One of the top high school dual-threat quarterbacks in the country was in Iowa City on Wednesday to get a closer look at the Iowa football program.
The father of four-star prospect Rafe Peavey said Wednesday afternoon in a telephone interview that his son wants to get better acquainted with the Iowa coaches and with the entire program before making a final decision.
“It’s the biggest decision of his life,” Jack Peavey said of son’s recruitment. “He has goals and aspirations and he knows how he wants to get coached and taught.
“And he wants to make sure that what he is doing is best for his future beyond today and the next four years.”
Rafe Peavey had been verbally committed to Arkansas since May 2012, but he decided to explore other options after Bret Bielema replaced John L. Smith as the head coach at Arkansas shortly after last season.
Iowa became one of those options for a number of reasons, including the respect Peavey and his father have for Iowa coach Kirk Ferentz and for offensive coordinator Greg Davis. Iowa also was one of the first schools to visit Rafe Peavey when he was a sophomore.
“There is not a head coach in the whole country that has done a better job of recruiting my son than Kirk Ferentz,” Jack Peavey said. “And I’ve never heard a man in the college football profession say a bad word about Greg Davis.”
In addition to Iowa and Arkansas, Rafe Peavey also is considering Missouri and Ohio State, according to his father. He visited Missouri on Tuesday and will visit Ohio State Friday before making a decision.
Jack Peavey said some schools on the West Coast, including USC, UCLA and Arizona, are trying to convince his son to visit before making a decision. However, Jack Peavey said it’s unlikely that his son would expand his list beyond the four aforementioned schools.
“He’s pretty happy and we’re pretty happy with what he’s got going right now,” Jack Peavey said.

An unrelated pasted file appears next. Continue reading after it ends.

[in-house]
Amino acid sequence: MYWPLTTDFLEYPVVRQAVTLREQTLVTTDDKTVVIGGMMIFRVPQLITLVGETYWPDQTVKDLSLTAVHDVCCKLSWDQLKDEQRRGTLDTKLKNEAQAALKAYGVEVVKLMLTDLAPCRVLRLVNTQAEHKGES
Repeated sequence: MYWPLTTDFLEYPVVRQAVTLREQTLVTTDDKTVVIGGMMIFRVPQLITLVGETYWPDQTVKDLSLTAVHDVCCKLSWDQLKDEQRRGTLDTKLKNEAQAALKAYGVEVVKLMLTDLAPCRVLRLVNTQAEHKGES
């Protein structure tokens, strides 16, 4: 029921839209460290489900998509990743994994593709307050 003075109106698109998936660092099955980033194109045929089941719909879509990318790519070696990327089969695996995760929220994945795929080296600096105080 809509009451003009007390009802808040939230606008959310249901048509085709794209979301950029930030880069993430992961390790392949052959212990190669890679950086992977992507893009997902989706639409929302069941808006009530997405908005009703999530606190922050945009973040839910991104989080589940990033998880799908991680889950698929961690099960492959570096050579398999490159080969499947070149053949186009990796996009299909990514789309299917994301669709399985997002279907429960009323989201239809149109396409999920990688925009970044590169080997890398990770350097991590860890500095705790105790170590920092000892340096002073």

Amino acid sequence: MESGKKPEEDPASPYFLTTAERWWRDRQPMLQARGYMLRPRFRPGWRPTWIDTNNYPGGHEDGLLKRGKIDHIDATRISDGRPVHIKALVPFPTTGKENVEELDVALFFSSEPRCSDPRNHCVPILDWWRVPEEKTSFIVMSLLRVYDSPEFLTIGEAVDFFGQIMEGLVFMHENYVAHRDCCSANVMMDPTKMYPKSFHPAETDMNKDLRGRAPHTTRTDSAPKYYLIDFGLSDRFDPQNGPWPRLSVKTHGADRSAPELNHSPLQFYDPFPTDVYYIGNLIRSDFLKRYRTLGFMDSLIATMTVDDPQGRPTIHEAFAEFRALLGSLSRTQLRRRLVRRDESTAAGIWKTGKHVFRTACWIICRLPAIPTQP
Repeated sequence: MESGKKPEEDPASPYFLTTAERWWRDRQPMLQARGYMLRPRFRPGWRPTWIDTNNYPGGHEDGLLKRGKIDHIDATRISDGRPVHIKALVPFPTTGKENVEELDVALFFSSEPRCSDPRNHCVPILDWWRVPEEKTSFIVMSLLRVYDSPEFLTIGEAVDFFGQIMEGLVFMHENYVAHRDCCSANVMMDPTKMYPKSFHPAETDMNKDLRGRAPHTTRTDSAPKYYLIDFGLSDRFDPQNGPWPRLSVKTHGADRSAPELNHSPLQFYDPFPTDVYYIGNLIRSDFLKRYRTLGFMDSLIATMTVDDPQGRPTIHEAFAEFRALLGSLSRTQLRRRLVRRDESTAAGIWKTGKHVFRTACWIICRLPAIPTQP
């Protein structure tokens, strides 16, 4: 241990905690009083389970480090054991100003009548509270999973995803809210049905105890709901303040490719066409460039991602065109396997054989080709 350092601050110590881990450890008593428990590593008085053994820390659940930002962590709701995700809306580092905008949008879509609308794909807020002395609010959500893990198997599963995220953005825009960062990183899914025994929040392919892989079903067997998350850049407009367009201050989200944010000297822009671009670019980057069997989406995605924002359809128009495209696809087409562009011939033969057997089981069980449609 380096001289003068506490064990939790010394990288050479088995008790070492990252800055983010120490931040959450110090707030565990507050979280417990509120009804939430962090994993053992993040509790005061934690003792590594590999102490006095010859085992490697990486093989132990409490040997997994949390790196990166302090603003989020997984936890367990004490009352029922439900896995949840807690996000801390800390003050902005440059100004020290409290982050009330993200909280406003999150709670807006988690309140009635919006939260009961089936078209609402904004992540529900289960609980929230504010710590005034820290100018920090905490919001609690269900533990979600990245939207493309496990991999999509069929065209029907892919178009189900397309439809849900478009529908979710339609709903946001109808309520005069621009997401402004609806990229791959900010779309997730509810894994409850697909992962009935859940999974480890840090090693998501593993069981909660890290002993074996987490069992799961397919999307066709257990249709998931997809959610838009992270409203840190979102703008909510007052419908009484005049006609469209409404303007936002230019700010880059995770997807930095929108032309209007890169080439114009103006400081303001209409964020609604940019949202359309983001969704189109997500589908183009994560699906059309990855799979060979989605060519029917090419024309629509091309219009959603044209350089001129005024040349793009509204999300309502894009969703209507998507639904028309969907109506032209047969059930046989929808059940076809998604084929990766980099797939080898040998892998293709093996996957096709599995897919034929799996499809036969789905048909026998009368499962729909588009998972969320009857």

Rafe Peavey just finished his junior year at Bolivar High School in Bolivar, Mo. The 6-foot-2, 205-pounder is ranked as the second-best recruit in Missouri for the class of 2014 by Rivals.com and as the No. 4 dual-threat quarterback in the country.
Jack Peavey said he admires Ferentz and the job he’s s done in 14 seasons as the Iowa coach. Jack also has a friendship with Davis that dates back to when they both coached at Arkansas in the early 1990s. Davis was the offensive coordinator at Arkansas in 1992 and 1993, while Jack served as a graduate assistant.
“Greg Davis has impeccable character,” Jack Peavey said. “He’s just a really good man.
“And Rafe got a chance to meet coach Ferentz and that was a great visit we had. Rafe wanted to make sure before this thing is over that Iowa gets a good look.”
Ferentz, the dean of Big Ten coaches, has led Iowa to bowl-eligible status in 11 of the past 12 seasons. The one exception was last season, when the Hawkeyes finished 4-8 with Davis in his first year as offensive coordinator.
“What’s impressed him through this whole process is the unwavering commitment of coach Ferentz and coach Davis,” Jack Peavey said. “Coach Ferentz has longevity in his position, which is important to Rafe. He’s established the program and built a winner. I know they took a dip last year, but the longevity of that program and the consistency is important to Rafe.”
This marks the second time that Rafe Peavey has visited Iowa City in an unofficial capacity. He also visited in late March when the weather left much to be desired.
“I think Iowa surprised Rafe when he visited there,” Jack Peavey said. “It was still cold out and it wasn’t the most beautiful scenery. We drove through snow as a matter of fact, and when he got to Iowa I think he was really surprised (with how much he liked it). He had no idea what it would look like.”
Jack Peavey said his son’s decision will be based on relationships more than anything else. The younger Peavey has been building relationships with members of all four coaching staffs since the change occurred at Arkansas.
“It’s about the guy that’s going to coach him and hopefully get him to where he thinks he can go,” said Jack Peavey. “That’s really what he is looking for. Who does he trust because the plight of a quarterback is not an easy one? There is a tremendous learning curve, so somebody is going to have to bear with his learning and still develop him and make him great.”
Category: Iowa Hawkeyes Football